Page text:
Ideally you would never even think about your saddle out on the road; a sharp bike like the Dassi Interceptor is no armchair but you should feel alert, rather than uncomfortable. The difference between a poorly fitting saddle and a good one is like night and day. Here are the factors at play in saddle choice, although a trial run will give you a far better idea of your ideal seat than this post ever could:
On a bike, you hold most of your weight on the ischial tuberosity—sit bones, in common parlance. These bones are angled to create a triangular shape, roughly mirrored by the traditional saddle shape. The width of the sit bones varies from person to person, and accordingly saddle width should as well. On too narrow a saddle the bones will slide apart from one another, placing pressure on the soft tissue of your perineum. Some saddles can thus leave you numb in sensitive areas.
Many modern saddles have large channels cut out from the middle to relieve pressure from the soft tissue. This is truly a godsend for anyone who has ever gone numb on a ride, but quite what width of channel is comfortable will depend on your particular make-up.
The (very rough) rule of thumb with padding is that more experienced riders like less of it. Like any cushion, padding spreads the pressure across your rear end and can vastly improve comfort. With riders more used to big miles, however, too much padding can feel imprecise and unnecessary.
Finally, saddles are shaped as they are to allow your thighs to pedal uninterrupted. Wider tips can be easier on the sit bones but inhibit thigh clearance.
Your saddle choice is also governed by your flexibility and the position you run on the bike. Riders running lower, more aggressive positions can benefit hugely from a short saddle, often similar to those you see on triathlon and time trial bikes.
More upright riders will be more comfortable on a longer saddle. This sacrifices comfort when bending low over the bars, but allows a degree of movement forwards and backward, maximising comfort after hours and hours of pedalling.
A relaxed or aggressive position will partially depend on your bar and stem choice. Read more on our blog on steering componentry.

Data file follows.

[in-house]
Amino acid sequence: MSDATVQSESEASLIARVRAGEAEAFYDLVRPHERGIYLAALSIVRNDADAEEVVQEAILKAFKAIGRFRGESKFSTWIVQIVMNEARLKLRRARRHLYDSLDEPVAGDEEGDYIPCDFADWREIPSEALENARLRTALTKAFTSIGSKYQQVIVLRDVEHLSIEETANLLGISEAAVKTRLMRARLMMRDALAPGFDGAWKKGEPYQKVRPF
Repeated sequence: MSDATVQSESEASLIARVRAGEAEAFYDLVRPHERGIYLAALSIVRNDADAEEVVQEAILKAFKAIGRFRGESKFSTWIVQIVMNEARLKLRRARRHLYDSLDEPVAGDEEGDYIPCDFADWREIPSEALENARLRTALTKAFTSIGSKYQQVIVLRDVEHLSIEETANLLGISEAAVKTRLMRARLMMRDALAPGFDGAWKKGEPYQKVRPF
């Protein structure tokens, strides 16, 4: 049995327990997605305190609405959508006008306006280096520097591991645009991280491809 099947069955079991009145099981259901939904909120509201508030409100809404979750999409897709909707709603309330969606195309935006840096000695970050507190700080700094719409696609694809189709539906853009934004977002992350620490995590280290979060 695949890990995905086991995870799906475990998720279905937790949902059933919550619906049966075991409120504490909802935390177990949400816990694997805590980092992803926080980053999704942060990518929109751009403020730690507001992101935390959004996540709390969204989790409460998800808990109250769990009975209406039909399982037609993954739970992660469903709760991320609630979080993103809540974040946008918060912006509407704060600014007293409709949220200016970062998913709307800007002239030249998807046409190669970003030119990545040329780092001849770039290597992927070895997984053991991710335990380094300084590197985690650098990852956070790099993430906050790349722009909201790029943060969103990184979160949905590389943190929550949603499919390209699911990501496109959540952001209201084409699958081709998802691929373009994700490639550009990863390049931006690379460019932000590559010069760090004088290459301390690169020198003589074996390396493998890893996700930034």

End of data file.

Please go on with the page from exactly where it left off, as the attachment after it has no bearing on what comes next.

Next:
Female-specific saddles have come a long way in recent years and thankfully there is now a range of saddles to suit every woman’s need. These tend to be more padded than their unisex equivalents, but again, shapes vary as much as the riders sitting on them.
Some saddles now build in vibration dampening technology. More expensive options come with titanium or carbon fibre rails and this can have the added effect of taking the buzz out of rough road surfaces.
We will fit your Dassi with whatever makes you perform the best. Fizik’s beautiful range proves as popular with our customers as it does with the pros, and can even be customised to match your bike’s paintjob. Prologo and Selle Italia also combine traditional Italian design with modern material science to make extremely good saddles.
On the more unconventional side, Selle SMP have a variety of strange looking options that defy belief for many. The downward swoop of the nose and huge channel cut out from the middle of their trademark saddle certainly don’t make the most attractive item we’ve seen, but users rave about the next-level comfort. Even more extreme are ISM. Their saddles seem to have their nose cut off and replaced with two shorter ‘prongs’, designed to rest under the sit bones and leave the perineum free. These are unisex, and many ISM owners claim to have had comfort on a bicycle redefined since they started riding this weirdly shaped seat.
As you’ll have guessed, many saddle companies market their Italian heritage. Brooks, however, is a quintessentially British brand. Their saddles combine classic design with modern construction, offering a range of from the traditional leather-clad options to contemporary carbon and rubber concoctions. All Brooks’ saddles are things of beauty. They prove particularly popular among our customers as they perfectly match Dassi’s values—British bicycle innovation.
For other needs, there are the super lightweight carbon saddles from Tune and ax-lightness. One of these would perfectly compliment a featherweight build.
Hopefully you’ll be spending thousands of kilometres on your Dassi. Even the best bike can be ruined by an ill-fitting saddle so it’s important that we help you make the right choice. The final point, however, is that compared to frame, wheels and groupset, saddles are relatively inexpensive. If you become unhappy with your saddle, it’s easy enough to change.